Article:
Pause instead of push through
This is about that foggy-headed moment that hits you at 11 am or perhaps 3 pm. It’s about that moment when a task comes from left field and disrupts your plan for your day and what you were going to get done. These are moments when so many people just push through and keep going – and ultimately diminish their overall productivity and mental energy.
So let me tell you what to do instead. At that moment when your body is talking to you – and that is exactly what is happening – stop, pause and listen for a moment. Ask this question: What do I need right now?
The answers could vary wildly. It could be that you need to get some water. Maybe you need to just get up and walk around the office or walk around the block and have a screen break. Maybe you need to eat. Perhaps you needed a loo stop an hour ago and you still haven’t got up to go and do that.
Here’s another scenario: You have your day and tasks planned out and then something comes out of left-field to disrupt that (a deadline brought forward, a customer needing a problem solved, etc). What a lot of people do (and I used to too) is just dive in and deal with the new task/ meeting/ situation and hope they’ll get back to their other tasks and jam it all in. The thing is, you can’t beat the clock. There are only so many minutes in the day and the best thing you can possibly do for your nervous at that moment is stop and RESET.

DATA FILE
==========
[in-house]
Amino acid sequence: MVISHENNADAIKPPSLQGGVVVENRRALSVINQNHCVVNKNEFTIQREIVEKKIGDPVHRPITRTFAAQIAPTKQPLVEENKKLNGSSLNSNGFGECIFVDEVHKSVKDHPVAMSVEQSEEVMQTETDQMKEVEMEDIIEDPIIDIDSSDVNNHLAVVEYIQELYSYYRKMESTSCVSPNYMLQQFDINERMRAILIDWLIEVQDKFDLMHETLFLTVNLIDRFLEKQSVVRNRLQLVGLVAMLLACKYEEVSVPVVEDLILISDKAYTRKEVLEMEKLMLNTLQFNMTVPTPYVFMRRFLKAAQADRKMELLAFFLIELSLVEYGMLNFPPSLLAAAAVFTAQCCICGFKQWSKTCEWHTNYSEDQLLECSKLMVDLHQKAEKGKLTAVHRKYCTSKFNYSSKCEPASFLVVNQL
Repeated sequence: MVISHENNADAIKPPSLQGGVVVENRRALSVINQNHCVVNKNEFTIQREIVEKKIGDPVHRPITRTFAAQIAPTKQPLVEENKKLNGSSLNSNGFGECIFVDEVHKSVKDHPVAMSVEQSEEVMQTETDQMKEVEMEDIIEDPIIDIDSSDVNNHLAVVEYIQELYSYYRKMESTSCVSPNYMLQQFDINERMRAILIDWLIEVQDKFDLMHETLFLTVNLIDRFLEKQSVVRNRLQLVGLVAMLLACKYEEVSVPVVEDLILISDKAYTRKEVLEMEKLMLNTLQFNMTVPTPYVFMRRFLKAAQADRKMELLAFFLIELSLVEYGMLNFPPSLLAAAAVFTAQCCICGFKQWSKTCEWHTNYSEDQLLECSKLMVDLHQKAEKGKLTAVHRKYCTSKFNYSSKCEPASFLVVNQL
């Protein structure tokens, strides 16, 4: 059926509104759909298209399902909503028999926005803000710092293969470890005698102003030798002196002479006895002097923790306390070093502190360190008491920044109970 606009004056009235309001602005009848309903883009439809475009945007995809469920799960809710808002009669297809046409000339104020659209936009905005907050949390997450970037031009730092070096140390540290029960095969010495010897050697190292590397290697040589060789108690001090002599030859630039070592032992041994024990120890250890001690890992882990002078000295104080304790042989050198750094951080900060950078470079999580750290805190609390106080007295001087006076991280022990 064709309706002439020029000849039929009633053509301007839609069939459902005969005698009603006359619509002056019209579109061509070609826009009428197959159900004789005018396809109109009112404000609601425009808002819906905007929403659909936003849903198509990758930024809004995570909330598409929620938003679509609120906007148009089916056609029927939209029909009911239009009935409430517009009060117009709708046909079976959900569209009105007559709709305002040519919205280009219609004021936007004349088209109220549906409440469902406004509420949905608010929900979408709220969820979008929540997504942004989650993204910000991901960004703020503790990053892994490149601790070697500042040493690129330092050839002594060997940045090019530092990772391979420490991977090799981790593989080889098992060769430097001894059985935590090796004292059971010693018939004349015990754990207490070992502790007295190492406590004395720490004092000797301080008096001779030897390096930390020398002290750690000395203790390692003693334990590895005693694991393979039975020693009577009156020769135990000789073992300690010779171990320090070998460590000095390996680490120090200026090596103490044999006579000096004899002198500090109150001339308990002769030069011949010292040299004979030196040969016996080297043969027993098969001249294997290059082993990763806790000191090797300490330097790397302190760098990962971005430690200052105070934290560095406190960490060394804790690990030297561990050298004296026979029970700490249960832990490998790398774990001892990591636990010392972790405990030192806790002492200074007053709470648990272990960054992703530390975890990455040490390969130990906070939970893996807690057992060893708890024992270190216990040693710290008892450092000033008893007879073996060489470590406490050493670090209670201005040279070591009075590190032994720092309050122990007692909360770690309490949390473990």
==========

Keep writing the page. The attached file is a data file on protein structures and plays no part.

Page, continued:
RESET means stepping back for a moment, re-jigging your plan for the day, moving or delegating some tasks to another time or person, and then taking action again on the best next step.
When we don’t do this our unconscious mind – our body – knows that there is not enough time for all of the things to be done and it will run low-level stress in the background whilst you plough on and try and get stuff done. This is something I talk to people about all the time.
Do not underestimate the power of a reset. When you reset the plan for the day so that it is genuinely doable, you take the stress away from your body so your mind can focus on the task at hand because it’s not distracted by the fact that you’re trying to beat the clock. You end up being more effective and productive, and you get more done. Plus you end up with more energy at the end of the day. Let’s call it a win-win-win-win!
Ask: What do I need right now?
Take a nap. Really.
I can tell you now that many people will find this hack really uncomfortable. Maybe even you. Here in New Zealand at least, the very idea of having an afternoon nap is crazy. The idea that this could be a natural and normal thing to do and – God forbid – could be a normal and natural part of our working day is analogous to Armageddon. It’s outrageous. We assume that only the weak and ill must need a nap, and it certainly doesn’t fit with our “pull yourself up by your bootstraps and get on with it” mentality. I have a lot to say about the bootstrap mentality, but now is not the moment.